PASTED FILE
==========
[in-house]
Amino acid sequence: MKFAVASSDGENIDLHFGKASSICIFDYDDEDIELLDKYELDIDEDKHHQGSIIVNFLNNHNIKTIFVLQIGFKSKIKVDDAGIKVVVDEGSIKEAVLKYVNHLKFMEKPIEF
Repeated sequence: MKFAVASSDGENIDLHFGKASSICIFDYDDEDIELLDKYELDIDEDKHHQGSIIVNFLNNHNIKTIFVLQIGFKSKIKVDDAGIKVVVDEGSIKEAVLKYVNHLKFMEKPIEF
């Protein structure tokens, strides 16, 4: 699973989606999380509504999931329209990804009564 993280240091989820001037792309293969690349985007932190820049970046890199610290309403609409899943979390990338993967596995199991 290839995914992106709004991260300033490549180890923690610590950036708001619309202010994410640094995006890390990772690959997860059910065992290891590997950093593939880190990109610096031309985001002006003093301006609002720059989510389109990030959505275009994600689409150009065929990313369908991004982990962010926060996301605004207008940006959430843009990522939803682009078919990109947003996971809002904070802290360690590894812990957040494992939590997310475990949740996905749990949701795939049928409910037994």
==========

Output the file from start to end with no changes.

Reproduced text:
[in-house]
Amino acid sequence: MKFAVASSDGENIDLHFGKASSICIFDYDDEDIELLDKYELDIDEDKHHQGSIIVNFLNNHNIKTIFVLQIGFKSKIKVDDAGIKVVVDEGSIKEAVLKYVNHLKFMEKPIEF
Repeated sequence: MKFAVASSDGENIDLHFGKASSICIFDYDDEDIELLDKYELDIDEDKHHQGSIIVNFLNNHNIKTIFVLQIGFKSKIKVDDAGIKVVVDEGSIKEAVLKYVNHLKFMEKPIEF
């Protein structure tokens, strides 16, 4: 699973989606999380509504999931329209990804009564 993280240091989820001037792309293969690349985007932190820049970046890199610290309403609409899943979390990338993967596995199991 290839995914992106709004991260300033490549180890923690610590950036708001619309202010994410640094995006890390990772690959997860059910065992290891590997950093593939880190990109610096031309985001002006003093301006609002720059989510389109990030959505275009994600689409150009065929990313369908991004982990962010926060996301605004207008940006959430843009990522939803682009078919990109947003996971809002904070802290360690590894812990957040494992939590997310475990949740996905749990949701795939049928409910037994």